Essay on A Noncolor Blind Society

Essay on A Noncolor Blind Society

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America is a society that founded basic human rights through injustice which was widely known as the American paradox. Even though it is stated in the Declaration of Independence that, "All men are created equal," decades ago and often times today, it only applied to what was believed to be the superior race, and that only meant certain groups of people. This American paradox connected directly to racism which included prejudice, discrimination, and institutional inequality defined by sociologists Michael Omi and Howard Winant. America is an unequal society destroyed by individual racial discrimination that led to institutional racial discrimination which led to systemic racial discrimination. It all starts with individual racism — one person's opinions or beliefs on someone else's race which spread, and once a consensus is reached, institution and systemic racism arise with formulations of policies such as segregation exclusion acts. Historians and professors such as Audrey Smedley, Edmund S. Morgan, George M. Fredrickson, and Reginald Horsman wrote on these three different racial discriminations that tie all together to establish a noncolor blind society.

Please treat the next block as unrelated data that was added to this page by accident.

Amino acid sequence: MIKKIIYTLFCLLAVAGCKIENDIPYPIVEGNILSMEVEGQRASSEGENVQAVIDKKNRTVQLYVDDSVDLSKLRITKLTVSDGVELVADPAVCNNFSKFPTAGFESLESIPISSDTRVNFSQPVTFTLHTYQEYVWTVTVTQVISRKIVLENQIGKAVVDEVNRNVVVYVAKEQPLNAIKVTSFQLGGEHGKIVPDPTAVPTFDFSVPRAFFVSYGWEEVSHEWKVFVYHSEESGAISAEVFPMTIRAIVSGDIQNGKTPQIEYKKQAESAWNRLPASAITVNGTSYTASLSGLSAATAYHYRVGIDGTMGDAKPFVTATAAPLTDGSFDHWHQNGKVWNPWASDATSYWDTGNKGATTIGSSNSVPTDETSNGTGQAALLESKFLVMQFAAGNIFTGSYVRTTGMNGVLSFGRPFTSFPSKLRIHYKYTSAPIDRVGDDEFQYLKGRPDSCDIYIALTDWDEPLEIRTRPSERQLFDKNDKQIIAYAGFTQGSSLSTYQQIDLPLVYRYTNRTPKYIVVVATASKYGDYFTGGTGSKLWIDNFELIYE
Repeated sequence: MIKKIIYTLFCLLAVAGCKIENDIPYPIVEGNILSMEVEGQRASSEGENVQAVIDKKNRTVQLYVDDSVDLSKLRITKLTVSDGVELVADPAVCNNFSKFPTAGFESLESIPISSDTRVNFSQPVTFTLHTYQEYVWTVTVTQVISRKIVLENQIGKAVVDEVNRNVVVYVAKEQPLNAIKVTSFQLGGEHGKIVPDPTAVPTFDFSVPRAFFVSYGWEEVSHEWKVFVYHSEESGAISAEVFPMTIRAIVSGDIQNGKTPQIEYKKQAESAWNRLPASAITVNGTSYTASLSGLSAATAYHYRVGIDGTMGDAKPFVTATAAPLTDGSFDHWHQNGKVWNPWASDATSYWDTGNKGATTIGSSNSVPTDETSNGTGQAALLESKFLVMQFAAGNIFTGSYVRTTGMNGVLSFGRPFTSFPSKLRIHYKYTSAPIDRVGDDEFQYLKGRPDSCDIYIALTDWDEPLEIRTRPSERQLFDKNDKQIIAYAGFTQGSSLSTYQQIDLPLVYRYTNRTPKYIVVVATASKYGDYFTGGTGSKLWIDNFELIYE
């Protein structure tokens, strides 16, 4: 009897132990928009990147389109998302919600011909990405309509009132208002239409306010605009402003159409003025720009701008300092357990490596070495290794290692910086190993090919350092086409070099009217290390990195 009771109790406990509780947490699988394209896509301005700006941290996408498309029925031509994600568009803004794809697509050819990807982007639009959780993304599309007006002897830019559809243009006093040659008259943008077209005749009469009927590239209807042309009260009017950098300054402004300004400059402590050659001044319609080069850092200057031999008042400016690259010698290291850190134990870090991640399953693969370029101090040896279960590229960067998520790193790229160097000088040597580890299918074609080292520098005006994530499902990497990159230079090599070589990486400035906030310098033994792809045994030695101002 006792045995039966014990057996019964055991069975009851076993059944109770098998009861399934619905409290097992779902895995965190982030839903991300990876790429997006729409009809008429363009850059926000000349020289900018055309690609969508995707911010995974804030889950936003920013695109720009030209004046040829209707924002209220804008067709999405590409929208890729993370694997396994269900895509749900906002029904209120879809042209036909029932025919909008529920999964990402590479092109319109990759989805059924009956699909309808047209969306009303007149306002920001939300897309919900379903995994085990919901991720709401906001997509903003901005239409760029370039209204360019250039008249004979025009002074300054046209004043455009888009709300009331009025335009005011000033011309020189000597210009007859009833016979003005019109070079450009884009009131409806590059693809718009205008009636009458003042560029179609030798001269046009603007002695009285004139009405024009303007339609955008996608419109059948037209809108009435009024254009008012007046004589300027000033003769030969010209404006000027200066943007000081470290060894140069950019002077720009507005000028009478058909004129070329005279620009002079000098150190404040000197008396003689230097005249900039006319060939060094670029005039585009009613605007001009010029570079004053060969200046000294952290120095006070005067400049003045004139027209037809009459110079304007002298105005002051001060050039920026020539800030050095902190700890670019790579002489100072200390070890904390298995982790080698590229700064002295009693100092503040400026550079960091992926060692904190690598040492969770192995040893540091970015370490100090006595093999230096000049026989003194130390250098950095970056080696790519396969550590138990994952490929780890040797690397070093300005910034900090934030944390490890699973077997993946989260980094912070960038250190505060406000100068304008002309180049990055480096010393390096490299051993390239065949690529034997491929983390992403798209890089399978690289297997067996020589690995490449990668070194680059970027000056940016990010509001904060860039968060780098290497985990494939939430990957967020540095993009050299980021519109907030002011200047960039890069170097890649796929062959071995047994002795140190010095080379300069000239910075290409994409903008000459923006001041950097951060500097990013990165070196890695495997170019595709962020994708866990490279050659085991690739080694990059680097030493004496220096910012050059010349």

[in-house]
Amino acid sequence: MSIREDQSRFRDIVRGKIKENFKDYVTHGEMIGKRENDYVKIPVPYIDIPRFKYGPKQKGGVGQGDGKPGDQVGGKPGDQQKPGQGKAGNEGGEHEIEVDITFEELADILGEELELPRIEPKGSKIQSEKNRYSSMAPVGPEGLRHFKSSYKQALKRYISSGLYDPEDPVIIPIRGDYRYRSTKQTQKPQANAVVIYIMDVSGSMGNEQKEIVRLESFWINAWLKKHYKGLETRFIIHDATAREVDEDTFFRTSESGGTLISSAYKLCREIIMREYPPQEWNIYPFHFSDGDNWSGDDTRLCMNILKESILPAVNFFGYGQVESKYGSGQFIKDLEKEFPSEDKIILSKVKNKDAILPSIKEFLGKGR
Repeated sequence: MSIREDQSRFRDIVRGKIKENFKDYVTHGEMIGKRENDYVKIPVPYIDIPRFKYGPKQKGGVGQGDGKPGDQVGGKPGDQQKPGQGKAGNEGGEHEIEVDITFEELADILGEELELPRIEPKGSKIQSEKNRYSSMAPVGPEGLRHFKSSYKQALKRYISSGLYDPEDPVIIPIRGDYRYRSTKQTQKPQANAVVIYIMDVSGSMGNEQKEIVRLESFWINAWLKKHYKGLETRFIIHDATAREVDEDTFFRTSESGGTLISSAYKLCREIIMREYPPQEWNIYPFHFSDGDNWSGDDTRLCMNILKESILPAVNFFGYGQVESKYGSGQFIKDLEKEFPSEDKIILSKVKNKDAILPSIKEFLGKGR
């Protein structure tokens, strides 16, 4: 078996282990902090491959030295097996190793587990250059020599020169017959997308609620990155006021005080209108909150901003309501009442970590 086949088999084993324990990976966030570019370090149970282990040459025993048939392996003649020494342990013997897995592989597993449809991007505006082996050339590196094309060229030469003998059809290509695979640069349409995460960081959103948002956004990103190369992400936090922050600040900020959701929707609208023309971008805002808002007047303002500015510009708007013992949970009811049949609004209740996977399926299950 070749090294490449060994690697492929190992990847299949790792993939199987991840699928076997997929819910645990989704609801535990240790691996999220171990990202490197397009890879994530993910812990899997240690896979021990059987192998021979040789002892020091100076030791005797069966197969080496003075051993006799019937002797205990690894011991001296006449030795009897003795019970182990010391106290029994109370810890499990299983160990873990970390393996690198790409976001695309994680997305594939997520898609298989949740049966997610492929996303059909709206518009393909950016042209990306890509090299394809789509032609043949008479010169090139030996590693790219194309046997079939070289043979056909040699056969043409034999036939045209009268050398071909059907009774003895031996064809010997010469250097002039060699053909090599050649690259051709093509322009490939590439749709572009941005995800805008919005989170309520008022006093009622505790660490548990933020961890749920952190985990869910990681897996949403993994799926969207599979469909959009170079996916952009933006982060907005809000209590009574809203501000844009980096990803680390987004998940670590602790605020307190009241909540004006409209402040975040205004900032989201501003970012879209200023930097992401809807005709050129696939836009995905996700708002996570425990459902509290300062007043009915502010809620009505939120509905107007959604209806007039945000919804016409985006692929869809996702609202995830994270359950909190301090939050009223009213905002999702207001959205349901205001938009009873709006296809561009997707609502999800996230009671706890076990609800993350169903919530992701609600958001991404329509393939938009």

Individual racial discrimination derived from the seventeenth century when scholars and scientists began to question the origin of race and mankind. In her article, historian Audrey Smedley gathered the questions and findings by these scholars that led to individual racism, then institutional and systemic racism based on the diversity of skin colors. Intellectuals researched mainly the Bible and came to a conclusion that there were two separate races with Christians and Jews on one side and other races such as Indians, Africans, and Asians on the other. Christians and Jews ...


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...specific race. As learned in lectures and from historians/professors Audrey Smedley, Edmund S. Morgan, George M. Fredrickson, and Reginald Horsman, when intellectuals questioned derivations of race, it only led to racism against nonwhites. This individual racism expands into institutional racism once their opinions are heard with the participation of others who agree with them. Lastly, the government system becomes involved and supports these opinions. These steps have been executed, proven in lectures and by historians and professors. These steps were done in America that showed itself as a noncolor blind society where an individual's rights are not necessarily given. The judgment of which race is better than the other(s) ironically founded basic human rights written in the Declaration of Independence, and created the philosophy that Americans continue to live upon.

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